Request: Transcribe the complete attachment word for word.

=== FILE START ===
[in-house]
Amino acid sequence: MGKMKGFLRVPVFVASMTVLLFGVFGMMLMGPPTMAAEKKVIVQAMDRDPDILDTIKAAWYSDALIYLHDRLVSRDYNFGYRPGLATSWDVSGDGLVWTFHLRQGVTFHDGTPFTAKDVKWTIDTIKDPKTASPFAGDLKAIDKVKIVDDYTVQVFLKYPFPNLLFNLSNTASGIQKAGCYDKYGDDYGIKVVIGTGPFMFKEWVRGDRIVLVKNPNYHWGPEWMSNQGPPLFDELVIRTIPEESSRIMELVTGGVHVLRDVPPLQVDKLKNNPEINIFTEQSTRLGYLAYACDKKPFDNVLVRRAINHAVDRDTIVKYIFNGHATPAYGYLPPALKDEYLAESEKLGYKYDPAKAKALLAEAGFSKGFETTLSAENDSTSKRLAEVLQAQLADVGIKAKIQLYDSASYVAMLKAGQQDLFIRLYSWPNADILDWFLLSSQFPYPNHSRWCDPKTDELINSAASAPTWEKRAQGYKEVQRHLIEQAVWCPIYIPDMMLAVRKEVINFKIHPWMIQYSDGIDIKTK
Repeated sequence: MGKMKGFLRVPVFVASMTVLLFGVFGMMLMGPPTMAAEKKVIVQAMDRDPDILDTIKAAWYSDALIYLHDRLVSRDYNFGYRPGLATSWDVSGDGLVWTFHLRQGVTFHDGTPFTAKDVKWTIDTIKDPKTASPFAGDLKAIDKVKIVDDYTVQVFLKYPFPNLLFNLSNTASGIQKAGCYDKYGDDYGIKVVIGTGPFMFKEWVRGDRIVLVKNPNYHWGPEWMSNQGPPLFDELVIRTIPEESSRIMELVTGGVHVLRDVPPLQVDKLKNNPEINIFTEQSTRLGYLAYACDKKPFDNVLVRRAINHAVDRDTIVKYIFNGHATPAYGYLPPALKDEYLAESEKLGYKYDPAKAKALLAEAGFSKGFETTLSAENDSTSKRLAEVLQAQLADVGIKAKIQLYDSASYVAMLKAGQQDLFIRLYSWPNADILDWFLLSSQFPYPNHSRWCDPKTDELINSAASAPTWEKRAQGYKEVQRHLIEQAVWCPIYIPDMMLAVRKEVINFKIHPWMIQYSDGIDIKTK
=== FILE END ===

[in-house]
Amino acid sequence: MGKMKGFLRVPVFVASMTVLLFGVFGMMLMGPPTMAAEKKVIVQAMDRDPDILDTIKAAWYSDALIYLHDRLVSRDYNFGYRPGLATSWDVSGDGLVWTFHLRQGVTFHDGTPFTAKDVKWTIDTIKDPKTASPFAGDLKAIDKVKIVDDYTVQVFLKYPFPNLLFNLSNTASGIQKAGCYDKYGDDYGIKVVIGTGPFMFKEWVRGDRIVLVKNPNYHWGPEWMSNQGPPLFDELVIRTIPEESSRIMELVTGGVHVLRDVPPLQVDKLKNNPEINIFTEQSTRLGYLAYACDKKPFDNVLVRRAINHAVDRDTIVKYIFNGHATPAYGYLPPALKDEYLAESEKLGYKYDPAKAKALLAEAGFSKGFETTLSAENDSTSKRLAEVLQAQLADVGIKAKIQLYDSASYVAMLKAGQQDLFIRLYSWPNADILDWFLLSSQFPYPNHSRWCDPKTDELINSAASAPTWEKRAQGYKEVQRHLIEQAVWCPIYIPDMMLAVRKEVINFKIHPWMIQYSDGIDIKTK
Repeated sequence: MGKMKGFLRVPVFVASMTVLLFGVFGMMLMGPPTMAAEKKVIVQAMDRDPDILDTIKAAWYSDALIYLHDRLVSRDYNFGYRPGLATSWDVSGDGLVWTFHLRQGVTFHDGTPFTAKDVKWTIDTIKDPKTASPFAGDLKAIDKVKIVDDYTVQVFLKYPFPNLLFNLSNTASGIQKAGCYDKYGDDYGIKVVIGTGPFMFKEWVRGDRIVLVKNPNYHWGPEWMSNQGPPLFDELVIRTIPEESSRIMELVTGGVHVLRDVPPLQVDKLKNNPEINIFTEQSTRLGYLAYACDKKPFDNVLVRRAINHAVDRDTIVKYIFNGHATPAYGYLPPALKDEYLAESEKLGYKYDPAKAKALLAEAGFSKGFETTLSAENDSTSKRLAEVLQAQLADVGIKAKIQLYDSASYVAMLKAGQQDLFIRLYSWPNADILDWFLLSSQFPYPNHSRWCDPKTDELINSAASAPTWEKRAQGYKEVQRHLIEQAVWCPIYIPDMMLAVRKEVINFKIHPWMIQYSDGIDIKTK